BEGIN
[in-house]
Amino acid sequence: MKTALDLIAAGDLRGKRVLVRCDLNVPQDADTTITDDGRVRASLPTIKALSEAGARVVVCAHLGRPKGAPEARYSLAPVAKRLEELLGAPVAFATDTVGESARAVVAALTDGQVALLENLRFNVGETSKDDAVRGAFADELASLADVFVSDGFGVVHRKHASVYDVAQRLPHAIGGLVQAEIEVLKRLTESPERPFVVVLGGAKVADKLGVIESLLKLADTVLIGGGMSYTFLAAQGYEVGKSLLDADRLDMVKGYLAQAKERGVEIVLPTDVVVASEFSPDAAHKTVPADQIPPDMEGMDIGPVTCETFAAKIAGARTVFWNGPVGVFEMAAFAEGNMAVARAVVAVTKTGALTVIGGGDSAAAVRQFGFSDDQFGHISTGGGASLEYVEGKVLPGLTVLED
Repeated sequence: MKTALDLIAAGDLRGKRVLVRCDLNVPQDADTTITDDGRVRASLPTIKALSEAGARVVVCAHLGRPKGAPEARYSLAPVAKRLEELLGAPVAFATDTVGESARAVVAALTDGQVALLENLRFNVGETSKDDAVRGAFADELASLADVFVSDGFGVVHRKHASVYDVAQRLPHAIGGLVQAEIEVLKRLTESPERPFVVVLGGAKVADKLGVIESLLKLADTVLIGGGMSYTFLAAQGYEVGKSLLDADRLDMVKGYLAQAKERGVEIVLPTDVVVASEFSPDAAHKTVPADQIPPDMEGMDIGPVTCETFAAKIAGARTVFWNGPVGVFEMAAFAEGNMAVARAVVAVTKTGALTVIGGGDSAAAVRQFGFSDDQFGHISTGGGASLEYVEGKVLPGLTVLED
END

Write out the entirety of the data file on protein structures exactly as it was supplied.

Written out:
[in-house]
Amino acid sequence: MKTALDLIAAGDLRGKRVLVRCDLNVPQDADTTITDDGRVRASLPTIKALSEAGARVVVCAHLGRPKGAPEARYSLAPVAKRLEELLGAPVAFATDTVGESARAVVAALTDGQVALLENLRFNVGETSKDDAVRGAFADELASLADVFVSDGFGVVHRKHASVYDVAQRLPHAIGGLVQAEIEVLKRLTESPERPFVVVLGGAKVADKLGVIESLLKLADTVLIGGGMSYTFLAAQGYEVGKSLLDADRLDMVKGYLAQAKERGVEIVLPTDVVVASEFSPDAAHKTVPADQIPPDMEGMDIGPVTCETFAAKIAGARTVFWNGPVGVFEMAAFAEGNMAVARAVVAVTKTGALTVIGGGDSAAAVRQFGFSDDQFGHISTGGGASLEYVEGKVLPGLTVLED
Repeated sequence: MKTALDLIAAGDLRGKRVLVRCDLNVPQDADTTITDDGRVRASLPTIKALSEAGARVVVCAHLGRPKGAPEARYSLAPVAKRLEELLGAPVAFATDTVGESARAVVAALTDGQVALLENLRFNVGETSKDDAVRGAFADELASLADVFVSDGFGVVHRKHASVYDVAQRLPHAIGGLVQAEIEVLKRLTESPERPFVVVLGGAKVADKLGVIESLLKLADTVLIGGGMSYTFLAAQGYEVGKSLLDADRLDMVKGYLAQAKERGVEIVLPTDVVVASEFSPDAAHKTVPADQIPPDMEGMDIGPVTCETFAAKIAGARTVFWNGPVGVFEMAAFAEGNMAVARAVVAVTKTGALTVIGGGDSAAAVRQFGFSDDQFGHISTGGGASLEYVEGKVLPGLTVLED